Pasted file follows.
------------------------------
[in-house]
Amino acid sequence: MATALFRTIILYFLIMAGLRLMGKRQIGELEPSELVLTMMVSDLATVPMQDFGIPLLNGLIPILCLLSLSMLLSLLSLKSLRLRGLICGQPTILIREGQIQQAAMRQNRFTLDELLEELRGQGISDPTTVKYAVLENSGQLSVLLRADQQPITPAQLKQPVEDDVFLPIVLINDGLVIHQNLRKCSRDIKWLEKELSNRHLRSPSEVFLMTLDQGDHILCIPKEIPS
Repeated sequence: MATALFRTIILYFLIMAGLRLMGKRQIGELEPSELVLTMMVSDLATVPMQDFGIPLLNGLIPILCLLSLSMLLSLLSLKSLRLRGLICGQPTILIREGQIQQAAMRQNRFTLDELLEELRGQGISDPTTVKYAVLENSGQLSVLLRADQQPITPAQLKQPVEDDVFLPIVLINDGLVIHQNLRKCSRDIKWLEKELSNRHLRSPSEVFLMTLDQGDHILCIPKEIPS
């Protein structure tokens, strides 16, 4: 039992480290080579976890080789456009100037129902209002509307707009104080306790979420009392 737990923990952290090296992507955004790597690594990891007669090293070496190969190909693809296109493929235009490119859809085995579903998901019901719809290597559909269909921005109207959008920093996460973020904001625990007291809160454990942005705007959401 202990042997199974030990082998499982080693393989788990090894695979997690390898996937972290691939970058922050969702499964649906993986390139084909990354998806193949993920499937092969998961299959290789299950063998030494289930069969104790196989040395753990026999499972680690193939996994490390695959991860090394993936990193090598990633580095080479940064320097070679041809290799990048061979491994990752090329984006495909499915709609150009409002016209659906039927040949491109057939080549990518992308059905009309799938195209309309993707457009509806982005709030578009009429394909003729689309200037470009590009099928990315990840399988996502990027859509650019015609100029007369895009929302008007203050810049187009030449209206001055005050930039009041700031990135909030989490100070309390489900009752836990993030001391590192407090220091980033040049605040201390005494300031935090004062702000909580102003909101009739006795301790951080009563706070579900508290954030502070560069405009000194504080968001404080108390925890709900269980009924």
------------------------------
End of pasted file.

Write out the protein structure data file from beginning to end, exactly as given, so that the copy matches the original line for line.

[in-house]
Amino acid sequence: MATALFRTIILYFLIMAGLRLMGKRQIGELEPSELVLTMMVSDLATVPMQDFGIPLLNGLIPILCLLSLSMLLSLLSLKSLRLRGLICGQPTILIREGQIQQAAMRQNRFTLDELLEELRGQGISDPTTVKYAVLENSGQLSVLLRADQQPITPAQLKQPVEDDVFLPIVLINDGLVIHQNLRKCSRDIKWLEKELSNRHLRSPSEVFLMTLDQGDHILCIPKEIPS
Repeated sequence: MATALFRTIILYFLIMAGLRLMGKRQIGELEPSELVLTMMVSDLATVPMQDFGIPLLNGLIPILCLLSLSMLLSLLSLKSLRLRGLICGQPTILIREGQIQQAAMRQNRFTLDELLEELRGQGISDPTTVKYAVLENSGQLSVLLRADQQPITPAQLKQPVEDDVFLPIVLINDGLVIHQNLRKCSRDIKWLEKELSNRHLRSPSEVFLMTLDQGDHILCIPKEIPS
């Protein structure tokens, strides 16, 4: 039992480290080579976890080789456009100037129902209002509307707009104080306790979420009392 737990923990952290090296992507955004790597690594990891007669090293070496190969190909693809296109493929235009490119859809085995579903998901019901719809290597559909269909921005109207959008920093996460973020904001625990007291809160454990942005705007959401 202990042997199974030990082998499982080693393989788990090894695979997690390898996937972290691939970058922050969702499964649906993986390139084909990354998806193949993920499937092969998961299959290789299950063998030494289930069969104790196989040395753990026999499972680690193939996994490390695959991860090394993936990193090598990633580095080479940064320097070679041809290799990048061979491994990752090329984006495909499915709609150009409002016209659906039927040949491109057939080549990518992308059905009309799938195209309309993707457009509806982005709030578009009429394909003729689309200037470009590009099928990315990840399988996502990027859509650019015609100029007369895009929302008007203050810049187009030449209206001055005050930039009041700031990135909030989490100070309390489900009752836990993030001391590192407090220091980033040049605040201390005494300031935090004062702000909580102003909101009739006795301790951080009563706070579900508290954030502070560069405009000194504080968001404080108390925890709900269980009924």